This is surprising because I had thought he was a quiet child and now a quiet adult. Read his story:
Visually-impaired ace music composer, producer and singer, Cobhams Asuquo, tells Ademola Olonilua of the Punch about his childhood and music career.
What was growing up like for you?
I lived in the barracks and it was fun. Some people might see the barracks as squalid, malignant and rough but it was my life. I loved it. From a barracks at Jos to Ikeja Military Cantonment; I loved it. I am a barracks boy and I am 100 per cent proud of that. I lived among Nigerians from different tribes. It gave me a lot of perspectives and insight into a lot of people’s lives. The barracks in a lot of ways prepared me for my musical journey because I got to meet people. I got introduced to different styles of music, different lingos. If I had not lived in the barracks, I would not have been able to understand the culture of the Idoma; neither would I understand that of the Tiv and the Nupe. The barracks was a mixed grill of people with ideas and perspectives. It helped shape my music and gave me a literary understanding to relate with people. It is literature in a sense and all of that helps me understand various forms of music that I am able to create.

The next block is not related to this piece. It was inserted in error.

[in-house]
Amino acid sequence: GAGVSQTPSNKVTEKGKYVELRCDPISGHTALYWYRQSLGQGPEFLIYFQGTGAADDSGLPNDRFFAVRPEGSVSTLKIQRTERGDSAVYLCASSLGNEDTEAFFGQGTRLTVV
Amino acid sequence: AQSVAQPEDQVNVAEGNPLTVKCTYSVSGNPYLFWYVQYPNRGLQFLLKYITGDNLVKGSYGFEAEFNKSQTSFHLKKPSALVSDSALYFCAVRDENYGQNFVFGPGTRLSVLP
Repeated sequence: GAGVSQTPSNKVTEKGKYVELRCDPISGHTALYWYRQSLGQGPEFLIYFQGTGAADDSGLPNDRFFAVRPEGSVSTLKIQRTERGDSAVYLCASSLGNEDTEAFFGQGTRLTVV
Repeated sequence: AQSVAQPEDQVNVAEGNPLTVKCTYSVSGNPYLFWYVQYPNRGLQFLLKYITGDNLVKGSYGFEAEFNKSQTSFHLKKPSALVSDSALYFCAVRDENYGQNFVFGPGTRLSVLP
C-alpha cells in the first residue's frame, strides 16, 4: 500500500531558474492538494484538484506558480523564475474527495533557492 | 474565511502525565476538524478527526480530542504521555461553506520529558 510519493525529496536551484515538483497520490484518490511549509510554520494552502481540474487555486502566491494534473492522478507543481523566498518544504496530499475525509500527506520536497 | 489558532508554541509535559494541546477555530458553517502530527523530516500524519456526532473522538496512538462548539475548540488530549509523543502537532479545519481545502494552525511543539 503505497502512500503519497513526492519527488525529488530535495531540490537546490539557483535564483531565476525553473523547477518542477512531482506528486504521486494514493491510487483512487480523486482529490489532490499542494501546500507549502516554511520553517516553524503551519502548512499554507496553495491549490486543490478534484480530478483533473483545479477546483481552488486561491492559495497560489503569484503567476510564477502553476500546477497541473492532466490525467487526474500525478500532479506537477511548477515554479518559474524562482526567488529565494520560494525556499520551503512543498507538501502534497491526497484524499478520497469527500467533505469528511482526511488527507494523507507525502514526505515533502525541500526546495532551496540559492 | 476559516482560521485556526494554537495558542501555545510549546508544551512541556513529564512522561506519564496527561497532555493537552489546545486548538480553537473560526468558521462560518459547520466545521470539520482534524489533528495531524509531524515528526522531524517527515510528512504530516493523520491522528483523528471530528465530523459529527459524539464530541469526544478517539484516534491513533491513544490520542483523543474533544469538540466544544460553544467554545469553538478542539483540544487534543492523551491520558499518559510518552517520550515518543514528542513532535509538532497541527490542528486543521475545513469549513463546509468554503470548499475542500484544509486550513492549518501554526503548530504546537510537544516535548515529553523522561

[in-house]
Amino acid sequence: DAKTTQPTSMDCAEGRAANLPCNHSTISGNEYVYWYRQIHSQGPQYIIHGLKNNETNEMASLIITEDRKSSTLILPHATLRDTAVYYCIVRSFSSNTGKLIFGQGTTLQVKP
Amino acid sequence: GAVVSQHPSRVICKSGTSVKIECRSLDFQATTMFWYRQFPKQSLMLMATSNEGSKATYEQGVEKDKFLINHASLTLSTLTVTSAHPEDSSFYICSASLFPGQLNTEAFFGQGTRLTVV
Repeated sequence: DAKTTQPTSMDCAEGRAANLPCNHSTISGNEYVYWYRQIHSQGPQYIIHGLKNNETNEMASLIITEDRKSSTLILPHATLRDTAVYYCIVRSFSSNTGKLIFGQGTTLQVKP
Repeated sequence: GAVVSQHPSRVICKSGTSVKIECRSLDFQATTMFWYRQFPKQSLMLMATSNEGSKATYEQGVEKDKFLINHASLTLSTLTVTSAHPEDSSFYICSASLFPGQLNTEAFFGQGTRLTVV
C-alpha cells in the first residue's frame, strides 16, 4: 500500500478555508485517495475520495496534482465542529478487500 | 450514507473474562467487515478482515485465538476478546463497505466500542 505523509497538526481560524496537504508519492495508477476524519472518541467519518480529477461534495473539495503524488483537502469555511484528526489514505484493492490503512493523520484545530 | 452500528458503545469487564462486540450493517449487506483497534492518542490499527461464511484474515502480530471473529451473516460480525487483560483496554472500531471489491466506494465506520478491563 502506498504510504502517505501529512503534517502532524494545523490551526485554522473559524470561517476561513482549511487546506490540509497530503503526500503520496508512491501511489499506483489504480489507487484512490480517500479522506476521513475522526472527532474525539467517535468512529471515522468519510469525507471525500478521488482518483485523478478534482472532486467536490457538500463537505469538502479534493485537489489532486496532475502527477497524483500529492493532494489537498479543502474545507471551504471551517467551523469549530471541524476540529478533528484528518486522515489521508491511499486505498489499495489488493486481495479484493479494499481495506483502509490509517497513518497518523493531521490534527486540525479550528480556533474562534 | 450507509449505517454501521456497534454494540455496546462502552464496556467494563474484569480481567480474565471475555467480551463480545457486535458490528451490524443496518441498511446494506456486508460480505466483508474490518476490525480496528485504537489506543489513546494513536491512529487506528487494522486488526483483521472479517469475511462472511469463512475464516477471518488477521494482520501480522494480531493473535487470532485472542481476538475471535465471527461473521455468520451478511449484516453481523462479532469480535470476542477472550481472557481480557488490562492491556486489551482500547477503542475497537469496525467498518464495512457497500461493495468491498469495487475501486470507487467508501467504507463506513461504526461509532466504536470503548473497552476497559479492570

How was Cobhams as a kid?
As a kid I was rough. I was stubborn and sometimes, I was a bully.
You were a bully?
I don’t know to be quite honest. That would involve turning back the hands of time. I have met some amazing people in life and I think so far, I have lived a glorious life and I continue to live an amazing life. I am not sure I want to turn back the hands of time for anything, not even for the gift of sight.